Patrick Cockburn: Sanctions Are Medieval Seiges - And War Crimes

Tony Gosling tony at
Sun Jan 21 01:08:28 GMT 2018

It’s time we saw economic sanctions for what they really are – war crimes
Saddam Hussein and his senior lieutenants were 
rightly executed for their crimes, but the 
foreign politicians and officials who were 
responsible for the sanctions regime that killed 
so many deserved to stand beside them in the dock

Patrick Cockburn @indyworld a day ago 69 comments

Independent Voices

North Korean ghost ships are washing up on the 
shores of Japan, sometimes with their starving sailors still on board Reuters
The first pathetic pieces of wreckage from North 
Korean fishing boats known as “ghost ships” to be 
found this year are washing up on the coast of 
northern Japan. These are the storm-battered 
remains of fragile wooden boats with unreliable 
engines in which North Korean fishermen go far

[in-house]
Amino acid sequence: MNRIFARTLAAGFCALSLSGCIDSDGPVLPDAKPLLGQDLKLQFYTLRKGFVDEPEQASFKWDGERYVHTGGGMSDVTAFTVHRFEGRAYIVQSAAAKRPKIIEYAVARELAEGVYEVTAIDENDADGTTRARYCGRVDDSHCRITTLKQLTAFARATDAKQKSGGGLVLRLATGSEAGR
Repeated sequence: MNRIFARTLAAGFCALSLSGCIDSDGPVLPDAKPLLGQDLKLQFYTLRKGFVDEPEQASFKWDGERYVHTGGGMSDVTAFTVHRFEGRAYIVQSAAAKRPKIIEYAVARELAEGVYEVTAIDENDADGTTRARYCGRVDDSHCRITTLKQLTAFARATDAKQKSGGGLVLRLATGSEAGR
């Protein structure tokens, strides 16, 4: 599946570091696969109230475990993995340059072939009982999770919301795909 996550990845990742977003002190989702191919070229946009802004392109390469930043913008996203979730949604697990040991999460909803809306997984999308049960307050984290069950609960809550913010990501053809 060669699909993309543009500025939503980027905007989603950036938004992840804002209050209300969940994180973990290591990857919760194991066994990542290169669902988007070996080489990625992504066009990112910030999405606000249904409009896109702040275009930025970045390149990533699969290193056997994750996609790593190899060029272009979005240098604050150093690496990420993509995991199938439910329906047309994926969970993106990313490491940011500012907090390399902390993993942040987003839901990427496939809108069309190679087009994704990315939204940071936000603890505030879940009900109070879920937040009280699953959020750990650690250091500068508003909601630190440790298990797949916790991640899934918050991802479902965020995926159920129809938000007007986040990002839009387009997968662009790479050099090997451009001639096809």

out to sea in the middle of winter in a desperate search for fish.

Often all that survives is the shattered wooden 
hull of the boat cast up on the shore, but in 
some cases the Japanese find the bodies of 
fishermen who died of hunger and thirst as they 
drifted across the Sea of Japan. Occasionally, a 
few famished survivors are alive and explain that 
their engine failed or they ran out of fuel or 
they were victims of some other fatal mishap.

The number of “ghost ships” is rising with no 
fewer than 104 found in 2017, which is more than 
in any previous year, though the real figure must 
be higher because many boats will have sunk 
without trace in the 600 miles of rough sea between North Korea and Japan.

The reason so many fishermen risk and lose their 
lives is hunger in North Korea where fish is the 
cheapest form of protein. The government imposes 
quotas for fishermen that force them to go far 
out to sea. Part of their catch is then sold on 
to China for cash, making fish one of the biggest 
of North Korea’s few export items.

The fact that North Korean fishermen took greater 
risks and died in greater numbers last year is 
evidence that international sanctions imposed on 
North Korea are, in a certain sense, a success: 
the country is clearly under severe economic 
pressure. But, as with sanctions elsewhere in the 
world past and present, the pressure is not on 
the North Korean leader Kim Jong-un, who looks